Skip Navigation Links
July/August 2019Expand July/August 2019
May/June 2019Expand May/June 2019
March/April 2019Expand March/April 2019
January/February 2019Expand January/February 2019
November/December 2018Expand November/December 2018
September/October 2018Expand September/October 2018
July/August 2018Expand July/August 2018
May/June 2018Expand May/June 2018
March/April 2018Expand March/April 2018
January/February 2018Expand January/February 2018
July/August 2017Expand July/August 2017
May/June 2017Expand May/June 2017
March/April 2017Expand March/April 2017
January/February 2017Expand January/February 2017
November/December 2016Expand November/December 2016
July/August 2016Expand July/August 2016
May/June 2016Expand May/June 2016
March/April 2016Expand March/April 2016
January/February 2016Expand January/February 2016
November/December 2015Expand November/December 2015
July/August 2015Expand July/August 2015
May/June 2015Expand May/June 2015
March/April 2015Expand March/April 2015
January/February 2015Expand January/February 2015
ArchiveExpand Archive
November/December 2017Expand November/December 2017
PulseTemplate
September/October 2015Expand September/October 2015
September/October 2016Expand September/October 2016
September/October 2017Expand September/October 2017
Special Edition - EPRExpand Special Edition - EPR
Special Edition: Title V Technical Assistance MeetingExpand Special Edition: Title V Technical Assistance Meeting
Title V Technical Assistance Meeting

 Congenital Syphilis on the Rise

MLA 2.jpgBy Michelle L. Allen
Maternal and Child Health Director, Georgia Department of Public Health

 

 

 

By William (Bill) SmithBill Headshot 1.jpg
Executive Director, National Coalition of STD Directors (NCSD) and Senior Faculty Fellow, Robert Wood Johnson Center for Health Policy, University of New Mexico

For the first time in nearly a decade, all three commonly reported sexually transmitted infections (STIs) – chlamydia, gonorrhea, and syphilis – are on steep inclines.  The resurgence of syphilis, in particular, has been quite significant with three straight years of double digit increases. No demographic has escaped these increases in syphilis, including women.  As a result, we are also witnessing an increase of congenital syphilis which increased 38 percent between 2012 and 2014 according to data released by CDC.  Four jurisdictions made note of the rising rates of syphilis related to maternal and child health (MCH) outcomes in their FY16 Title V MCH Block Grant Applications.

Congenital syphilis occurs when a pregnant woman passes the infection to her fetus during the pregnancy.  The results of congenital syphilis can be quite severe.  According to the CDC, up to 40 percent of babies born to women with untreated syphilis and who contract the infections may be stillborn births or die from the infection as a newborn [www.cdc.gov/std/syphilis/stdfact-congenital-syphilis.htm]. Babies born with the infection can also have deformed bones, severe anemia, enlarged liver and spleen, meningitis, jaundice, and nerve problems, including blindness and deafness.  Given the severity of congenital syphilis and the increasing number of cases seen across the country, we must do everything possible to prevent mother-to-child transmission.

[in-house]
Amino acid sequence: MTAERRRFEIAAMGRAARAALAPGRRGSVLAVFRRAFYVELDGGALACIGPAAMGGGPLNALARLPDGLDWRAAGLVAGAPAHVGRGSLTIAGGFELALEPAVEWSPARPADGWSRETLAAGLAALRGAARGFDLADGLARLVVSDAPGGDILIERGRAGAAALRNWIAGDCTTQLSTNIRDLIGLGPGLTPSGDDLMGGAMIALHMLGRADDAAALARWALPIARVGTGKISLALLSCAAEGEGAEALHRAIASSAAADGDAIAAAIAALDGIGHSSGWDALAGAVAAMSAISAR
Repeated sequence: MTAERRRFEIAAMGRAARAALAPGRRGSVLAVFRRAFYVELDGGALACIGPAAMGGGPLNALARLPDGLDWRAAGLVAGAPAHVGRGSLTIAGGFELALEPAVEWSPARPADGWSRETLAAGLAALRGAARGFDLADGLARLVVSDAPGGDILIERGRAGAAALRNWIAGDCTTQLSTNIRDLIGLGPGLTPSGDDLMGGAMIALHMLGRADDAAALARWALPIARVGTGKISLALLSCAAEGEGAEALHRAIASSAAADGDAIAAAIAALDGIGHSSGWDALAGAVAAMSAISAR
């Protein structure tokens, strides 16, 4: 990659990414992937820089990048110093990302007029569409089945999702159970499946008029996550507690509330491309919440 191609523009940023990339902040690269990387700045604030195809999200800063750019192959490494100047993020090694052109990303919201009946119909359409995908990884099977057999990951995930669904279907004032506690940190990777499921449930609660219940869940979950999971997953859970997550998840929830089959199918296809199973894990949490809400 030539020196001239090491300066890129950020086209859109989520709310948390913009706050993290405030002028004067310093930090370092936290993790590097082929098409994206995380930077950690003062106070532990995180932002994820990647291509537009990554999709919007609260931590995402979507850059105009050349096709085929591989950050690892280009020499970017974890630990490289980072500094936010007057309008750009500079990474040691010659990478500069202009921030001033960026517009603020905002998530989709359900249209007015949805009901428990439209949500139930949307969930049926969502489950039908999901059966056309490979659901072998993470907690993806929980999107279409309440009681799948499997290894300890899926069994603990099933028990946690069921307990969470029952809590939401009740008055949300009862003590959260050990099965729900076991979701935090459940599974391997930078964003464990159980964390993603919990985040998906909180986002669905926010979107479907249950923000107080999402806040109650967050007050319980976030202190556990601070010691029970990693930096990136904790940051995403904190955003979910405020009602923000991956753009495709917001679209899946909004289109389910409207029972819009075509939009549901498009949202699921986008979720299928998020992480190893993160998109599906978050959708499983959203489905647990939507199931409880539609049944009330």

We are authoring this article jointly because we believe that in the face of the steep increases in congenital syphilis cases in the United States, state, territorial, and local health department maternal and child health (MCH) programs and STD programs can work together to reverse the trend. 

So what can be done?

  1. Ensure that providers of care for pregnant women are following CDC guidelines which recommend pregnant women be screened for syphilis during their first prenatal visit and ideally, routinely as part of a routine prenatal panel, along with HIV and other infectious diseases.  Additionally, the CDC recommends additional screening in the third trimester and at delivery for women who are at increased risk of syphilis; who live in areas with a high number of syphilis cases; and for women not tested or who had a positive syphilis test when initially screened.
  2. Consider, based on case rates in your jurisdictions, policy changes to support additional screening beyond the CDC recommendations may make sense.  For example, while most states have laws that require syphilis screening during the first trimester of pregnancy, several states have more added third trimester screening.  From 2014-2015, Louisiana, Georgia, and Texas all added third trimester syphilis screening to state laws.

Health department programs should work closely with providers to ensure that all pregnant women who test positive for syphilis are treated without delay.  Recent evidence suggests that nearly 70 percent of congenital syphilis cases in 2014 were actually among women who received some prenatal care while pregnant.  Some of these women accessed care late in their pregnancy, receiving treatment for their syphilis less than 30 days before delivery, and therefore still count as a congenital case.  Still, nearly 30 percent of all congenital syphilis cases in 2014 were among pregnant women who tested positive, but received no treatment and another 21 percent who received inadequate treatment [www.cdc.gov/mmwr/preview/mmwrhtml/mm6444a3.htm].

A single case of congenital syphilis is one too many.  Each is a sentinel event broadcasting a clarion call for all of us concerned about the reproductive and sexual health of pregnant women – as well as the health of their babies – to take action.  Public health MCH and STD programs, working with providers and other partners, can create better outcomes and turn the tide on congenital syphilis.